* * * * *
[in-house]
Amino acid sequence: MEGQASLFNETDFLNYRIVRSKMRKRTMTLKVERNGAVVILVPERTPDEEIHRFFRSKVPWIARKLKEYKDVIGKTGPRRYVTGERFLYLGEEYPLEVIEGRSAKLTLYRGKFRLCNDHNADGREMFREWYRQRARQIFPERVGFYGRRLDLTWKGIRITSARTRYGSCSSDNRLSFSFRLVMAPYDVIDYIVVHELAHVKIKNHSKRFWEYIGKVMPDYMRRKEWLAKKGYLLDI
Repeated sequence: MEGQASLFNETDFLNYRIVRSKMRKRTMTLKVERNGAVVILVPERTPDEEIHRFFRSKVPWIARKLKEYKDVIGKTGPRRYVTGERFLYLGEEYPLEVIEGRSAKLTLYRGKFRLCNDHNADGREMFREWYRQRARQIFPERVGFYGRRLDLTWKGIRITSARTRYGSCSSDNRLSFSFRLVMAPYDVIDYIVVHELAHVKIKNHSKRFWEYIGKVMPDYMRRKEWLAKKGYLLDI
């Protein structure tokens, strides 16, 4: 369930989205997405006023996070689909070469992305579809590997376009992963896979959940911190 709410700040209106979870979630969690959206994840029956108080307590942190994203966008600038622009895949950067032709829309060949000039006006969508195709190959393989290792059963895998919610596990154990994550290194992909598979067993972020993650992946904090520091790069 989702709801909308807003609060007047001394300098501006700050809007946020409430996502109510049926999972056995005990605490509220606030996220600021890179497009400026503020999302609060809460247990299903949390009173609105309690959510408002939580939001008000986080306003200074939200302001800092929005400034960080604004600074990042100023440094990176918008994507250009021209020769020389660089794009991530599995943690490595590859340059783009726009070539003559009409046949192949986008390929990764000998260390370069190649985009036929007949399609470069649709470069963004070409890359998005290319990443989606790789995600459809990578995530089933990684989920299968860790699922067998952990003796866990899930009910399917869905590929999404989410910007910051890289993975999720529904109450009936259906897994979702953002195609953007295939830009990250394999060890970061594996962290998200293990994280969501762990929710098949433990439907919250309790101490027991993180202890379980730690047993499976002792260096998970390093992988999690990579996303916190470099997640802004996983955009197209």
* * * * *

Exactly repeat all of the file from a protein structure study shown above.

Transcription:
[in-house]
Amino acid sequence: MEGQASLFNETDFLNYRIVRSKMRKRTMTLKVERNGAVVILVPERTPDEEIHRFFRSKVPWIARKLKEYKDVIGKTGPRRYVTGERFLYLGEEYPLEVIEGRSAKLTLYRGKFRLCNDHNADGREMFREWYRQRARQIFPERVGFYGRRLDLTWKGIRITSARTRYGSCSSDNRLSFSFRLVMAPYDVIDYIVVHELAHVKIKNHSKRFWEYIGKVMPDYMRRKEWLAKKGYLLDI
Repeated sequence: MEGQASLFNETDFLNYRIVRSKMRKRTMTLKVERNGAVVILVPERTPDEEIHRFFRSKVPWIARKLKEYKDVIGKTGPRRYVTGERFLYLGEEYPLEVIEGRSAKLTLYRGKFRLCNDHNADGREMFREWYRQRARQIFPERVGFYGRRLDLTWKGIRITSARTRYGSCSSDNRLSFSFRLVMAPYDVIDYIVVHELAHVKIKNHSKRFWEYIGKVMPDYMRRKEWLAKKGYLLDI
């Protein structure tokens, strides 16, 4: 369930989205997405006023996070689909070469992305579809590997376009992963896979959940911190 709410700040209106979870979630969690959206994840029956108080307590942190994203966008600038622009895949950067032709829309060949000039006006969508195709190959393989290792059963895998919610596990154990994550290194992909598979067993972020993650992946904090520091790069 989702709801909308807003609060007047001394300098501006700050809007946020409430996502109510049926999972056995005990605490509220606030996220600021890179497009400026503020999302609060809460247990299903949390009173609105309690959510408002939580939001008000986080306003200074939200302001800092929005400034960080604004600074990042100023440094990176918008994507250009021209020769020389660089794009991530599995943690490595590859340059783009726009070539003559009409046949192949986008390929990764000998260390370069190649985009036929007949399609470069649709470069963004070409890359998005290319990443989606790789995600459809990578995530089933990684989920299968860790699922067998952990003796866990899930009910399917869905590929999404989410910007910051890289993975999720529904109450009936259906897994979702953002195609953007295939830009990250394999060890970061594996962290998200293990994280969501762990929710098949433990439907919250309790101490027991993180202890379980730690047993499976002792260096998970390093992988999690990579996303916190470099997640802004996983955009197209």